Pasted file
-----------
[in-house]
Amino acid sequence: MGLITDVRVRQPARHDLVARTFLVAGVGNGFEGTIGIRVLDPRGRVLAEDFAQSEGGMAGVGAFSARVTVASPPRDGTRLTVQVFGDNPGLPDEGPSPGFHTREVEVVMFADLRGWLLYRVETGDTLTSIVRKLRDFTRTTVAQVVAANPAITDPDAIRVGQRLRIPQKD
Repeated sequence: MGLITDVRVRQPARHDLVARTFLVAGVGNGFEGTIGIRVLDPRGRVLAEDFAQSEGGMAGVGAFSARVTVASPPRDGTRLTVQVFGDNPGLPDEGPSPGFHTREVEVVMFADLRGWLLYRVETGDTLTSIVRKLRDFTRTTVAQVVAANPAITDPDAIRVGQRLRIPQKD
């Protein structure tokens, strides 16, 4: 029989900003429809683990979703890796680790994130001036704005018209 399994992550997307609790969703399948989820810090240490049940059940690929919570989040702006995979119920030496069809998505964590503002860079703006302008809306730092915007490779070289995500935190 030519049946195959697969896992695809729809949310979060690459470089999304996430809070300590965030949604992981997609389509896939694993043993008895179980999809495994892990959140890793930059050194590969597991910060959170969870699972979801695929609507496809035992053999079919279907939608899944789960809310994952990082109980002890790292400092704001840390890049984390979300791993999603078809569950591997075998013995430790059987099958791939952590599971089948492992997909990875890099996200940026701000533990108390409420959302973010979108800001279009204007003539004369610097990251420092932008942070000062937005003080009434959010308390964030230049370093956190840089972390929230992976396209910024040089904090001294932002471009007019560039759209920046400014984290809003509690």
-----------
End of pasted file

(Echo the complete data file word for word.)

[in-house]
Amino acid sequence: MGLITDVRVRQPARHDLVARTFLVAGVGNGFEGTIGIRVLDPRGRVLAEDFAQSEGGMAGVGAFSARVTVASPPRDGTRLTVQVFGDNPGLPDEGPSPGFHTREVEVVMFADLRGWLLYRVETGDTLTSIVRKLRDFTRTTVAQVVAANPAITDPDAIRVGQRLRIPQKD
Repeated sequence: MGLITDVRVRQPARHDLVARTFLVAGVGNGFEGTIGIRVLDPRGRVLAEDFAQSEGGMAGVGAFSARVTVASPPRDGTRLTVQVFGDNPGLPDEGPSPGFHTREVEVVMFADLRGWLLYRVETGDTLTSIVRKLRDFTRTTVAQVVAANPAITDPDAIRVGQRLRIPQKD
């Protein structure tokens, strides 16, 4: 029989900003429809683990979703890796680790994130001036704005018209 399994992550997307609790969703399948989820810090240490049940059940690929919570989040702006995979119920030496069809998505964590503002860079703006302008809306730092915007490779070289995500935190 030519049946195959697969896992695809729809949310979060690459470089999304996430809070300590965030949604992981997609389509896939694993043993008895179980999809495994892990959140890793930059050194590969597991910060959170969870699972979801695929609507496809035992053999079919279907939608899944789960809310994952990082109980002890790292400092704001840390890049984390979300791993999603078809569950591997075998013995430790059987099958791939952590599971089948492992997909990875890099996200940026701000533990108390409420959302973010979108800001279009204007003539004369610097990251420092932008942070000062937005003080009434959010308390964030230049370093956190840089972390929230992976396209910024040089904090001294932002471009007019560039759209920046400014984290809003509690």